Has ID, Still No Idea

, , , , , , | Working | April 20, 2018

A few years ago, I had my name legally changed, only keeping my last name. Shortly after, I went to the liquor store. Since I’d only become legal the year before, the cashier did their duty and carded me. I presented my two pieces of ID, bought my beer, and went home.

Later, I was going through my wallet and realized I had accidentally put in my old medical card instead of my new one. So, I had presented two pieces of ID with two completely different names, and the cashier hadn’t batted an eye.

Has ID, Has An Idea

Slapped Some Sense Into You

, , , , , , , | Related | March 7, 2018

I am maybe four-ish when this happens, so I don’t remember it, but I’ve been told the story secondhand.

My mom’s car starts to break down on the highway. It lasts just long enough for her to safely pull into the parking lot of a defunct restaurant, but then she has the problem of needing to call for help. These are pre-cell-phone days, so the closest phone is at the gas station across the street. She decides that, instead of herding us across such a busy intersection, and trying to control us while tethered to a payphone, she will leave us in the car. She instructs my eight-year-old brother that he is in charge for the next ten minutes, and makes it very clear that under no circumstances are either of us to leave the car.

She runs across the street, calls my dad for help, and comes back as fast as she can. At some point I must have tried to follow her, because when she comes back she finds me pouting in the back seat with a bright red handprint on my face.

Many years later, I tell this story to my Nana, and she immediately goes to defend my brother with, “Oh, I’m sure he was just scared…” I have to reassure her that, no, I do not harbor any ill will towards him for that at all; I would much prefer being slapped in the face to being flattened by a truck.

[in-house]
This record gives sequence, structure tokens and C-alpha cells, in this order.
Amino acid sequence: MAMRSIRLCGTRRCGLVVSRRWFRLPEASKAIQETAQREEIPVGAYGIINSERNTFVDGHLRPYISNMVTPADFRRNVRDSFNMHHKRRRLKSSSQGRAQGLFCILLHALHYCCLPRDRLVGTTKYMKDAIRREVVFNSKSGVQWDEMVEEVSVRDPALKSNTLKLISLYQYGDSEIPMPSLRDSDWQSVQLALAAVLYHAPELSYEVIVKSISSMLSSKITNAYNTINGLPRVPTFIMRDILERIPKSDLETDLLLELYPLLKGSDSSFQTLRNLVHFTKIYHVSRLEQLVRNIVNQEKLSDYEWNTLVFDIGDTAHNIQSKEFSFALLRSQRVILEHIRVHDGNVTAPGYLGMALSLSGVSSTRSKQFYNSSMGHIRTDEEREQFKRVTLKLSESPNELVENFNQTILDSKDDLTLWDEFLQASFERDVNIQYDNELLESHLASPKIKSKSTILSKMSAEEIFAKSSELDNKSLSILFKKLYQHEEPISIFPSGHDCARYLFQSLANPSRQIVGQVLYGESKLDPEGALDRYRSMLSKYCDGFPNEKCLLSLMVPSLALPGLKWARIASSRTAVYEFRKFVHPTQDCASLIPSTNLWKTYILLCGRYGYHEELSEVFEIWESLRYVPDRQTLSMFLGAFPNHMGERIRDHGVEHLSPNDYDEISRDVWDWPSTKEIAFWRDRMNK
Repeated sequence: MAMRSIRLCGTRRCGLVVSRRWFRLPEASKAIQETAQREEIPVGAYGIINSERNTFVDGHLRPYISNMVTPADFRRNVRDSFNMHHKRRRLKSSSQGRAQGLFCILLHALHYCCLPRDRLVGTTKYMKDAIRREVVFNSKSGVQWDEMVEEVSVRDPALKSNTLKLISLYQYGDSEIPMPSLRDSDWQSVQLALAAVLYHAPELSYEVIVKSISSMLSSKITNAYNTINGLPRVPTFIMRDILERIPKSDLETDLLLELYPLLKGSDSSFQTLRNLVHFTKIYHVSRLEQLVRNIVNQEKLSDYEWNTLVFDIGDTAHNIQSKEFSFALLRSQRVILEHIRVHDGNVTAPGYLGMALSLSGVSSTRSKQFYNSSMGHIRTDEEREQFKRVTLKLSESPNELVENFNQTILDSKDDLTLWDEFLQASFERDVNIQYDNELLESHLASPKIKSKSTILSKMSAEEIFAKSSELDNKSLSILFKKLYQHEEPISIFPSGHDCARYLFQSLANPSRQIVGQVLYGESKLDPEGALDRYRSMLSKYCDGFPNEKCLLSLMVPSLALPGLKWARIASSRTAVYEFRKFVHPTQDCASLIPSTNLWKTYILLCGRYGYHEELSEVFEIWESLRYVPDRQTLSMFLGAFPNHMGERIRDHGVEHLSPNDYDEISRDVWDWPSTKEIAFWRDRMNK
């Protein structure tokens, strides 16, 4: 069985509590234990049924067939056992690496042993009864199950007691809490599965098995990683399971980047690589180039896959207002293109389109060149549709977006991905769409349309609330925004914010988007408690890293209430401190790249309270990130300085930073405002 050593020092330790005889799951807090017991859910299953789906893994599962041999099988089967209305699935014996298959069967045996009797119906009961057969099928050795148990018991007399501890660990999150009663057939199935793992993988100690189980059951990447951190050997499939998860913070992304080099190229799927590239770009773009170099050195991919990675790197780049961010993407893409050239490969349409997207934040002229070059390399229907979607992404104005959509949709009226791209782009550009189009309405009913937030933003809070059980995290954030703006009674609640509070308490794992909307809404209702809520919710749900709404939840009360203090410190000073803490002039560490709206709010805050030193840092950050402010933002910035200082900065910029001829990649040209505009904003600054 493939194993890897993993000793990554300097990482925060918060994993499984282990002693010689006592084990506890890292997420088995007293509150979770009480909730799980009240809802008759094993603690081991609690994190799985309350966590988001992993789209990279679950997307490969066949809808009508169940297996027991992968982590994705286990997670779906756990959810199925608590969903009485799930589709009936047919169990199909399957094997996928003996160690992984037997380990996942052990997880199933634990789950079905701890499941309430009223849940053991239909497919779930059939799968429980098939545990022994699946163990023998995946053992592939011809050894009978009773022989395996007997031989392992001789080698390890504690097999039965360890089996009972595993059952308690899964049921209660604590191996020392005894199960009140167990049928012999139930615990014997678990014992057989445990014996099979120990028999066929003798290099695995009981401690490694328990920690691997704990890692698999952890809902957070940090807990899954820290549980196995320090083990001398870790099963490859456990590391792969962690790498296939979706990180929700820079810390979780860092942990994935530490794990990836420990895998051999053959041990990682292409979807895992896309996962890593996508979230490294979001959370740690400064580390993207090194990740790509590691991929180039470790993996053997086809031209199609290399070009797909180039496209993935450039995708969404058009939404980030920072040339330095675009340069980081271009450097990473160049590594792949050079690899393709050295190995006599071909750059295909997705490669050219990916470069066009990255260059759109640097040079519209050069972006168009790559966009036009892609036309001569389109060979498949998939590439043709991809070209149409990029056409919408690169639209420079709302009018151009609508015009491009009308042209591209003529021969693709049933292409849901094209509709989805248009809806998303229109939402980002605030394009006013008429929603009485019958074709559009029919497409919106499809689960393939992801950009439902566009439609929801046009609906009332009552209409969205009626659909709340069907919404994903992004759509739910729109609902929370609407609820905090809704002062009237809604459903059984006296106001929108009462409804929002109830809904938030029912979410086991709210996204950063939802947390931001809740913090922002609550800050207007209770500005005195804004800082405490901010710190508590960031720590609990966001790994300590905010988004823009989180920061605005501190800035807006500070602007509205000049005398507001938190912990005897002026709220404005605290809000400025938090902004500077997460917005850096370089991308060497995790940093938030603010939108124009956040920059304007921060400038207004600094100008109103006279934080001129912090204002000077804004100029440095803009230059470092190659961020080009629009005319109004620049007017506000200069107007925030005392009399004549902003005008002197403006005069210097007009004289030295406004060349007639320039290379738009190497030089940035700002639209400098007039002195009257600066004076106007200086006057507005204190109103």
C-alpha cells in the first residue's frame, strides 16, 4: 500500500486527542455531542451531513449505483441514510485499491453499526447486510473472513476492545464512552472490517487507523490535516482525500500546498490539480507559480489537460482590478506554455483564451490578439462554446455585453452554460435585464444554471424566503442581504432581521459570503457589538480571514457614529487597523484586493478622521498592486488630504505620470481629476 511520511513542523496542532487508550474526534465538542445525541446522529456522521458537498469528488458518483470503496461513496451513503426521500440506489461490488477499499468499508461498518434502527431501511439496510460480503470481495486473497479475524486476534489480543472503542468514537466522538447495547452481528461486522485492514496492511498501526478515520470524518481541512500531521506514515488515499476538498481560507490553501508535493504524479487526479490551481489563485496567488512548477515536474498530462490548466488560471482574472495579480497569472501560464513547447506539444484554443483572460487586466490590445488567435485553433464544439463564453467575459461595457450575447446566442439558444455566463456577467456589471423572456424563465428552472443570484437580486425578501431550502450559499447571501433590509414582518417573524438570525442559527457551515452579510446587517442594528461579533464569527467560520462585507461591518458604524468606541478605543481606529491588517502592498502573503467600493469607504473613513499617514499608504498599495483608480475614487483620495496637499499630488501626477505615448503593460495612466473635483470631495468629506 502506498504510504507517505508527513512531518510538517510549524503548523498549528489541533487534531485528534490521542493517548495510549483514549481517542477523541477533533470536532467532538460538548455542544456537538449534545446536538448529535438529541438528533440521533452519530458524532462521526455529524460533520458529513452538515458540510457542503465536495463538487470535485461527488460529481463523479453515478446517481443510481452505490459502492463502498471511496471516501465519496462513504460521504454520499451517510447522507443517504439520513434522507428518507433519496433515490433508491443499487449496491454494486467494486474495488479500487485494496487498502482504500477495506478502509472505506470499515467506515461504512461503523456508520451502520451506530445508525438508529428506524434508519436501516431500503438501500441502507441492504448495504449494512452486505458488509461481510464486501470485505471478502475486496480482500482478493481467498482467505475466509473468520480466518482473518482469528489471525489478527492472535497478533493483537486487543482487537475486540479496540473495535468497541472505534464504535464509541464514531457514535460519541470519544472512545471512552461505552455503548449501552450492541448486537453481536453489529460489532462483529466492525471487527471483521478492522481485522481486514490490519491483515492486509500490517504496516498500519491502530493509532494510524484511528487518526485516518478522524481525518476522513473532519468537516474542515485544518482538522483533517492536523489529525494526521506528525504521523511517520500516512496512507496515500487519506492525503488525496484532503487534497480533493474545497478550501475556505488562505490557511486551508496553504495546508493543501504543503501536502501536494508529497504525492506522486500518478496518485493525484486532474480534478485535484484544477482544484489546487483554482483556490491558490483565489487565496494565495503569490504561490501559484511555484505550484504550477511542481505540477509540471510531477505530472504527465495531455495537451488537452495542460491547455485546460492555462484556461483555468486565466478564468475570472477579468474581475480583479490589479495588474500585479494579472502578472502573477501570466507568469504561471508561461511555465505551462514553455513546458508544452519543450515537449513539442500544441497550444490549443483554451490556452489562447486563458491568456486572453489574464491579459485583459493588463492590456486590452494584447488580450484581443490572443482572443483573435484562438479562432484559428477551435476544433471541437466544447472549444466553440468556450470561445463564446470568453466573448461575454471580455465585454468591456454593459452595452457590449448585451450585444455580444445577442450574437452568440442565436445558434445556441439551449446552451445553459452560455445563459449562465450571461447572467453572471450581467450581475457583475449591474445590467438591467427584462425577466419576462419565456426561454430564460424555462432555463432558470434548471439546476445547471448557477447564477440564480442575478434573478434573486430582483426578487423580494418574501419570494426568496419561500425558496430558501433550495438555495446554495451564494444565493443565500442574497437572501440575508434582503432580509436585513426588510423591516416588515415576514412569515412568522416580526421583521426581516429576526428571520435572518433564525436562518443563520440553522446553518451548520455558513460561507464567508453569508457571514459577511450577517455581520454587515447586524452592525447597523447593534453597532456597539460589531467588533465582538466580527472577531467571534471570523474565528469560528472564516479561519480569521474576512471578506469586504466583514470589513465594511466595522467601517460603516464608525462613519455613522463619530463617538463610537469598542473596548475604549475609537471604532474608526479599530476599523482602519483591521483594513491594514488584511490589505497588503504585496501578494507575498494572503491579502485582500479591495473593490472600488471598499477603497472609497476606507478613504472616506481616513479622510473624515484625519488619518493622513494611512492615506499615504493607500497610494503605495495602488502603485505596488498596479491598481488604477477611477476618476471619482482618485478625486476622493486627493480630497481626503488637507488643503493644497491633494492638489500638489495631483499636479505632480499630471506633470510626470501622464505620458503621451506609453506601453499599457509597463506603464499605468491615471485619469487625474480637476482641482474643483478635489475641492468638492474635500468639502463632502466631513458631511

Keeping Him Rice And Happy

, , , , | Romantic | January 12, 2018

(This is a story from my grandmother. When she marries my grandfather, in the late 1940s, she asks him about all the foods he likes so she can make them for him. She asks him if he likes rice, and he says he does. So one meal, she makes chicken and rice.)

Grandad: “Rice? No potatoes?”

Nana: “But you said you liked rice!”

Grandad: “I meant rice pudding!”

(For the next sixty years she always made meat dishes with potatoes. After he died, she had rice with her chicken.)

All Fired Up About The Child-Lock

, , , , | Friendly | September 2, 2017

(I am hanging out with a friend, about to smoke, and he hands me a lighter. It has a child-lock on it, and when I buy lighters, the first thing I do is rip the lock off.)

Me: “Aw, man, you keep the child-lock on them?”

Friend: “Yeah… because we have a CHILD.”

Me: “Oh, right… that is an excellent point.”

(Every other time we hung out, we ended up having to do a lighter exchange, because somehow I’d end up with his girlfriend’s pink lighters and he’d end up with my child-lock-less lighters.)

The Daddy Of All Daddy Issues

, , , , | Friendly | July 20, 2017

(I am in a car with a work friend, and we’re chatting, when the topic turns to family. When speaking with acquaintances I often refer to my mother’s husband as my ‘stepdad’, even though I don’t consider him as such, simply because it’s easier to say and gets the point across. My closer friends understand my relationship with him, and with them I just refer to him by name.)

Me: “So I was talking with my stepdad…” *I pause for a moment, and figure I’ve been spending enough time with this guy outside work that he’s more than an acquaintance, so I might as well explain* “I mean, he’s not like my dad, he’s—”

Friend: “Whoa, whoa, wait. Does he make your mom happy?”

Me: “Yes, he—”

Friend: “Is he good for her?”

Me: “Yes, just—”

Friend: “Does she love him?”

Me: “Yeah, but—”

Friend: “Then don’t complain about him!”

Me: “I’m NOT complaining about him! He’s an AWESOME guy! She’s a vegetarian and so is he, they have a great organic garden in their yard, he totally loves her, and I’m really glad they found each other! But I only met him as a teenager, he never had a hand in raising me, and they didn’t get married until after I moved out. I seriously have nothing against him; he’s a great guy, but he’s not my dad!”

Friend: *silent for a moment* “Oh. Okay. It’s just, I was raised by a stepdad, and he was great. I get so f****** tired of people s***ting on their stepdads because they’re ‘not their real dad.'”

(Ironically, when I was a kid, I always hoped that she would meet a guy with kids so I could have siblings and a second dad.)